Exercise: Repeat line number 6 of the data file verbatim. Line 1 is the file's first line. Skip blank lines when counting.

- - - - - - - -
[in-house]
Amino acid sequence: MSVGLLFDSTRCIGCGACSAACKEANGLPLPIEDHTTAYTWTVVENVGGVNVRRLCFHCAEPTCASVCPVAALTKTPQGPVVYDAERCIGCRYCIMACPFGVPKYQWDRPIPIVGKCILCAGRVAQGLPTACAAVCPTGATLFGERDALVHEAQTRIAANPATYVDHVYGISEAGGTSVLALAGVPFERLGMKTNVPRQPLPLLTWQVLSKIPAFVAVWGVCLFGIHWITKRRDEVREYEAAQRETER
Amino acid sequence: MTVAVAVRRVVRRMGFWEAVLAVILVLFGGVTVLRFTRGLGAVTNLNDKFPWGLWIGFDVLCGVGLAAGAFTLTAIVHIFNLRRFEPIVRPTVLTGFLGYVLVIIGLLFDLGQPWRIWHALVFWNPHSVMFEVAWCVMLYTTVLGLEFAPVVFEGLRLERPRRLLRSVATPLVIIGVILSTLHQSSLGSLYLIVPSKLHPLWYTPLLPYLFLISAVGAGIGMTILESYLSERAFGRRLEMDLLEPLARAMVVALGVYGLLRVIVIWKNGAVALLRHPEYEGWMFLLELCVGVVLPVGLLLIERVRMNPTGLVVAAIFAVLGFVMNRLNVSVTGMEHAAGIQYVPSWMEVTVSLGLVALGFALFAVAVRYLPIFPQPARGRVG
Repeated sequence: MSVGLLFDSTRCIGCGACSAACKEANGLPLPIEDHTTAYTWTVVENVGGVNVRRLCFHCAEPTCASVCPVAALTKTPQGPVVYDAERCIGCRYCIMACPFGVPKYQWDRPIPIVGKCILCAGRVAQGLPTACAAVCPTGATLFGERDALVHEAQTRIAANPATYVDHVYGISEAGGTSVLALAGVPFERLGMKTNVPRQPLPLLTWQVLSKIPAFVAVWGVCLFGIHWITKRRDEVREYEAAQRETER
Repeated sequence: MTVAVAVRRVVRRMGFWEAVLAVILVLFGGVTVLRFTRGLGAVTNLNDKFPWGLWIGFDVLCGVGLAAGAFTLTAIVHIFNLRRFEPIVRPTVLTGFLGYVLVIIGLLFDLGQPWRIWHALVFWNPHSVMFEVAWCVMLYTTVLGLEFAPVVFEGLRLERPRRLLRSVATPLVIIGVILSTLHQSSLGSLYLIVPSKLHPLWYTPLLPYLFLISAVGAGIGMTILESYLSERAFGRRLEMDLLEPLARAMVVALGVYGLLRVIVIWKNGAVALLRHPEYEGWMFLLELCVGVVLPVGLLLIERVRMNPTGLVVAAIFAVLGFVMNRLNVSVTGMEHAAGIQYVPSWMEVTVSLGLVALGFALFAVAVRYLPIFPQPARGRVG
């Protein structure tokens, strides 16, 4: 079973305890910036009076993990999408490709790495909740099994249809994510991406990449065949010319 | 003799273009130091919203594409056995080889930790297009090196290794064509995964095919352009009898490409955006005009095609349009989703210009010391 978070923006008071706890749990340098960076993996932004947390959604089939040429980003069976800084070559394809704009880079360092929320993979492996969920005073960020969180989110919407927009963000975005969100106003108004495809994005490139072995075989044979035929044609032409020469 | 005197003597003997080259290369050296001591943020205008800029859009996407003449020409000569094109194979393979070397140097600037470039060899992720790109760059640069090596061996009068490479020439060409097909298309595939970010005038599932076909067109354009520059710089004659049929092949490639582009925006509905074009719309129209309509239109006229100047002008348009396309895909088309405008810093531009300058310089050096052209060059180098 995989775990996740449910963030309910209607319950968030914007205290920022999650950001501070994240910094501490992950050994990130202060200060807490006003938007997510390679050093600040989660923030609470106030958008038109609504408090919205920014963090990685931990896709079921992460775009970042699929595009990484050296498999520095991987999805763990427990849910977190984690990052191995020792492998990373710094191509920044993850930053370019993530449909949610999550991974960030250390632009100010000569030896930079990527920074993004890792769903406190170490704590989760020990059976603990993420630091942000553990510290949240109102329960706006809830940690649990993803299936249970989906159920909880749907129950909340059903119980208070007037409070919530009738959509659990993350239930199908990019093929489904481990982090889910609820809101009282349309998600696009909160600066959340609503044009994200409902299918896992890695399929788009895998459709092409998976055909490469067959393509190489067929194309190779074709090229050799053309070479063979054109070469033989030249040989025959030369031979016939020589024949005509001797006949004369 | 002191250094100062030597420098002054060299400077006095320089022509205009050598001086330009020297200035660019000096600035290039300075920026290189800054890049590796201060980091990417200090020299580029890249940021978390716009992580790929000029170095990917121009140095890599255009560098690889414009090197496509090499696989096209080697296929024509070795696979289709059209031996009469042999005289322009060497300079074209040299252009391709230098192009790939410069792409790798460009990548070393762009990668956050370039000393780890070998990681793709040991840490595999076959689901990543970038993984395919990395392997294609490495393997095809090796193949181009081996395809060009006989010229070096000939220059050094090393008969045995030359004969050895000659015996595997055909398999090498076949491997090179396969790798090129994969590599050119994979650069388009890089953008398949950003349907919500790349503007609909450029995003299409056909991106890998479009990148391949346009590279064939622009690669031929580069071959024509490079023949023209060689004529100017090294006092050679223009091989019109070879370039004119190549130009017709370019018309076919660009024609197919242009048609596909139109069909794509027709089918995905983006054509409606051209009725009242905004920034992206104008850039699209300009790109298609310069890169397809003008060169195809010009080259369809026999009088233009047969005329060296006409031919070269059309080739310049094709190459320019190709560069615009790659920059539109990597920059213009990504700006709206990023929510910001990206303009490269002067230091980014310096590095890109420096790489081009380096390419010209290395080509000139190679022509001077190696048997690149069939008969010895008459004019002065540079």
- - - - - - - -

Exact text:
């Protein structure tokens, strides 16, 4: 079973305890910036009076993990999408490709790495909740099994249809994510991406990449065949010319 | 003799273009130091919203594409056995080889930790297009090196290794064509995964095919352009009898490409955006005009095609349009989703210009010391 978070923006008071706890749990340098960076993996932004947390959604089939040429980003069976800084070559394809704009880079360092929320993979492996969920005073960020969180989110919407927009963000975005969100106003108004495809994005490139072995075989044979035929044609032409020469 | 005197003597003997080259290369050296001591943020205008800029859009996407003449020409000569094109194979393979070397140097600037470039060899992720790109760059640069090596061996009068490479020439060409097909298309595939970010005038599932076909067109354009520059710089004659049929092949490639582009925006509905074009719309129209309509239109006229100047002008348009396309895909088309405008810093531009300058310089050096052209060059180098 995989775990996740449910963030309910209607319950968030914007205290920022999650950001501070994240910094501490992950050994990130202060200060807490006003938007997510390679050093600040989660923030609470106030958008038109609504408090919205920014963090990685931990896709079921992460775009970042699929595009990484050296498999520095991987999805763990427990849910977190984690990052191995020792492998990373710094191509920044993850930053370019993530449909949610999550991974960030250390632009100010000569030896930079990527920074993004890792769903406190170490704590989760020990059976603990993420630091942000553990510290949240109102329960706006809830940690649990993803299936249970989906159920909880749907129950909340059903119980208070007037409070919530009738959509659990993350239930199908990019093929489904481990982090889910609820809101009282349309998600696009909160600066959340609503044009994200409902299918896992890695399929788009895998459709092409998976055909490469067959393509190489067929194309190779074709090229050799053309070479063979054109070469033989030249040989025959030369031979016939020589024949005509001797006949004369 | 002191250094100062030597420098002054060299400077006095320089022509205009050598001086330009020297200035660019000096600035290039300075920026290189800054890049590796201060980091990417200090020299580029890249940021978390716009992580790929000029170095990917121009140095890599255009560098690889414009090197496509090499696989096209080697296929024509070795696979289709059209031996009469042999005289322009060497300079074209040299252009391709230098192009790939410069792409790798460009990548070393762009990668956050370039000393780890070998990681793709040991840490595999076959689901990543970038993984395919990395392997294609490495393997095809090796193949181009081996395809060009006989010229070096000939220059050094090393008969045995030359004969050895000659015996595997055909398999090498076949491997090179396969790798090129994969590599050119994979650069388009890089953008398949950003349907919500790349503007609909450029995003299409056909991106890998479009990148391949346009590279064939622009690669031929580069071959024509490079023949023209060689004529100017090294006092050679223009091989019109070879370039004119190549130009017709370019018309076919660009024609197919242009048609596909139109069909794509027709089918995905983006054509409606051209009725009242905004920034992206104008850039699209300009790109298609310069890169397809003008060169195809010009080259369809026999009088233009047969005329060296006409031919070269059309080739310049094709190459320019190709560069615009790659920059539109990597920059213009990504700006709206990023929510910001990206303009490269002067230091980014310096590095890109420096790489081009380096390419010209290395080509000139190679022509001077190696048997690149069939008969010895008459004019002065540079």